If all goes according to plan, India will soon join an elite handful of countries that have successfully sent a spacecraft to the red planet.

The country will on Tuesday launch the unmanned orbiter Mangalyaan (which means "Mars craft" in Hindi) from its Satish Dhawan Space Centre. The craft, which is expected to take 10 months to reach Mars, is largely a demonstration of technological prowess — but it's one that would place India firmly into the select cadre of groups capable of such deep-space exploration. And if the $73 million mission goes well, India would also become the only country to have succeeded in its first try at sending a spacecraft to Mars. Just last year, China's efforts to send an orbiter to the planet as part of the Russian Phobos-Grunt mission were thwarted when the spacecraft crashed into the Pacific Ocean.

"We have a lot to understand about the universe."

"We have a lot to understand about the universe, the solar system where we live in, and it has been humankind's quest from the beginning," K. Radhakrishnan, chairman of the Indian Space and Research Organization, told the Associated Press. "We want to use the first opportunity to put a spacecraft and orbit it around Mars and, once it is there safely, then conduct a few meaningful experiments and energize the scientific community."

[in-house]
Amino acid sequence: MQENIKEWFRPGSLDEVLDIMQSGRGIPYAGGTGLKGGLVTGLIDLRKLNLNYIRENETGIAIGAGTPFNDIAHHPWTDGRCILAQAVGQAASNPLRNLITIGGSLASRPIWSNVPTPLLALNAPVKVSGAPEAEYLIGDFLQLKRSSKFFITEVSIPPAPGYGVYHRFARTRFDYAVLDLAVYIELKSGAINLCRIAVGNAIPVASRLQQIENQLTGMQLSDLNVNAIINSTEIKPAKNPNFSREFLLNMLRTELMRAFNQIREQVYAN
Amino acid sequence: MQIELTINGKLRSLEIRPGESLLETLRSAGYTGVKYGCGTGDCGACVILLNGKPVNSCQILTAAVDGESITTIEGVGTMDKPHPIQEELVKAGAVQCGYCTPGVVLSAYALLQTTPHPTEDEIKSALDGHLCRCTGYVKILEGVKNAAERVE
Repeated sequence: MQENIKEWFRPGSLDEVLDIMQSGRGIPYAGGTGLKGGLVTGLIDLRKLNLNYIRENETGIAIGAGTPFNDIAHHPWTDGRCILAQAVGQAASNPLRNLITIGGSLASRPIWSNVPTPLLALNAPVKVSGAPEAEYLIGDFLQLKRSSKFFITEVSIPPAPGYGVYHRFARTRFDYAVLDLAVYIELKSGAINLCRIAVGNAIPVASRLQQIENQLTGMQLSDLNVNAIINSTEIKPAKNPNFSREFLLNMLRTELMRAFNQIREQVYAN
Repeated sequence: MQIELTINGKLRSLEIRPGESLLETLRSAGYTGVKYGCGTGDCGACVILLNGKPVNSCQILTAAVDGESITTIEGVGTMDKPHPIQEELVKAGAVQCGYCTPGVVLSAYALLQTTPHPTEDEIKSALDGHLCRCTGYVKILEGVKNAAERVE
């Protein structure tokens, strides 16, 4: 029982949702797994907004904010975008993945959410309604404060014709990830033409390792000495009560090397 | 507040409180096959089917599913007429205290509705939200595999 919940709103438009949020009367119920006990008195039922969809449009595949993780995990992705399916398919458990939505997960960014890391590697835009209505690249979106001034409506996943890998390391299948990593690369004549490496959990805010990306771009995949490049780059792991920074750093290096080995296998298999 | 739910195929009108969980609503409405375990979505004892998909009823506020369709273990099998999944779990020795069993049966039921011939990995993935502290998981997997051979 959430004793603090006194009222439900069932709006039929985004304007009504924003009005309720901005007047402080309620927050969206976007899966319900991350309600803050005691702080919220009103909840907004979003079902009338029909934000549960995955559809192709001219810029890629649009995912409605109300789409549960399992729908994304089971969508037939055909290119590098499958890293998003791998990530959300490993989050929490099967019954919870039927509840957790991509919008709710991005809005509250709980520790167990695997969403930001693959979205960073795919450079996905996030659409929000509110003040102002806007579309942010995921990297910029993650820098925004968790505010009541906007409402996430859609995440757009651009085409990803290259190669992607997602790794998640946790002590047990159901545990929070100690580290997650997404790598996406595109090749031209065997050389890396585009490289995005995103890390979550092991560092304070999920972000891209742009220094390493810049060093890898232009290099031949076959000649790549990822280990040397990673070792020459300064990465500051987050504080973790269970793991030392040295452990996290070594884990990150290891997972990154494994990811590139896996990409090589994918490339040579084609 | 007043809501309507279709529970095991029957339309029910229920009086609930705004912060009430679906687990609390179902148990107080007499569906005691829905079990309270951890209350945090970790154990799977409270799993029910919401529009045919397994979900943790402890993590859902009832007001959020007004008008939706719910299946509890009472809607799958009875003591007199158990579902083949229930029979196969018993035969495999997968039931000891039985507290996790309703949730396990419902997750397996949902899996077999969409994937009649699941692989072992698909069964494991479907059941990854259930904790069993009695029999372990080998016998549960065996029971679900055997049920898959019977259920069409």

The Mangalyaan will use solar-power instrumentation to map the planet's surface, collect data about weather systems, and hunt for the presence of methane gas (a key signal that a planet can sustain life). The research is expected to complement work being planned for NASA's Maven probe, which will launch later this month, and NASA officials have publicly endorsed the Indian venture.

"Space-related power and prestige in Asia."

Indian officials have denied that the mission is an effort to match or overtake Chinese dominance where space exploration is concerned — with Radhakrishnan citing a desire to "to benefit the common man and society" as a primary motivator. But some analysts disagree. "There is an ongoing race for space-related power and prestige currently in Asia, although few officials will admit it," James Moltz, a professor at the Naval Postgraduate School, told Bloomberg Businessweek. "India is clearly concerned about China's recent rise in space prestige and wants to minimize that damage."